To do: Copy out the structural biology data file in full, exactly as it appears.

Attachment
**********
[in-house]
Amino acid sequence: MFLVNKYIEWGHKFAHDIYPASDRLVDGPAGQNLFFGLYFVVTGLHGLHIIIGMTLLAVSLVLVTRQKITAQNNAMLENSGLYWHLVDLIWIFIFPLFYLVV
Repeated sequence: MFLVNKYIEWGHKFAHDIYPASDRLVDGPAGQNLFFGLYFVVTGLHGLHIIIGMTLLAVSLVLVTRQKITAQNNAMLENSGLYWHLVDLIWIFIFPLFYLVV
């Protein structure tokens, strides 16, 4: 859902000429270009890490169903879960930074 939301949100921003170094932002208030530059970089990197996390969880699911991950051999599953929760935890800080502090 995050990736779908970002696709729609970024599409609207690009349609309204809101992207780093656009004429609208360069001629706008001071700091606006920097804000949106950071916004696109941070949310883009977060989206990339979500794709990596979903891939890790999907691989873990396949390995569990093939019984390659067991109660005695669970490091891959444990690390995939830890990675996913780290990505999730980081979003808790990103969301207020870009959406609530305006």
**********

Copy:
[in-house]
Amino acid sequence: MFLVNKYIEWGHKFAHDIYPASDRLVDGPAGQNLFFGLYFVVTGLHGLHIIIGMTLLAVSLVLVTRQKITAQNNAMLENSGLYWHLVDLIWIFIFPLFYLVV
Repeated sequence: MFLVNKYIEWGHKFAHDIYPASDRLVDGPAGQNLFFGLYFVVTGLHGLHIIIGMTLLAVSLVLVTRQKITAQNNAMLENSGLYWHLVDLIWIFIFPLFYLVV
């Protein structure tokens, strides 16, 4: 859902000429270009890490169903879960930074 939301949100921003170094932002208030530059970089990197996390969880699911991950051999599953929760935890800080502090 995050990736779908970002696709729609970024599409609207690009349609309204809101992207780093656009004429609208360069001629706008001071700091606006920097804000949106950071916004696109941070949310883009977060989206990339979500794709990596979903891939890790999907691989873990396949390995569990093939019984390659067991109660005695669970490091891959444990690390995939830890990675996913780290990505999730980081979003808790990103969301207020870009959406609530305006």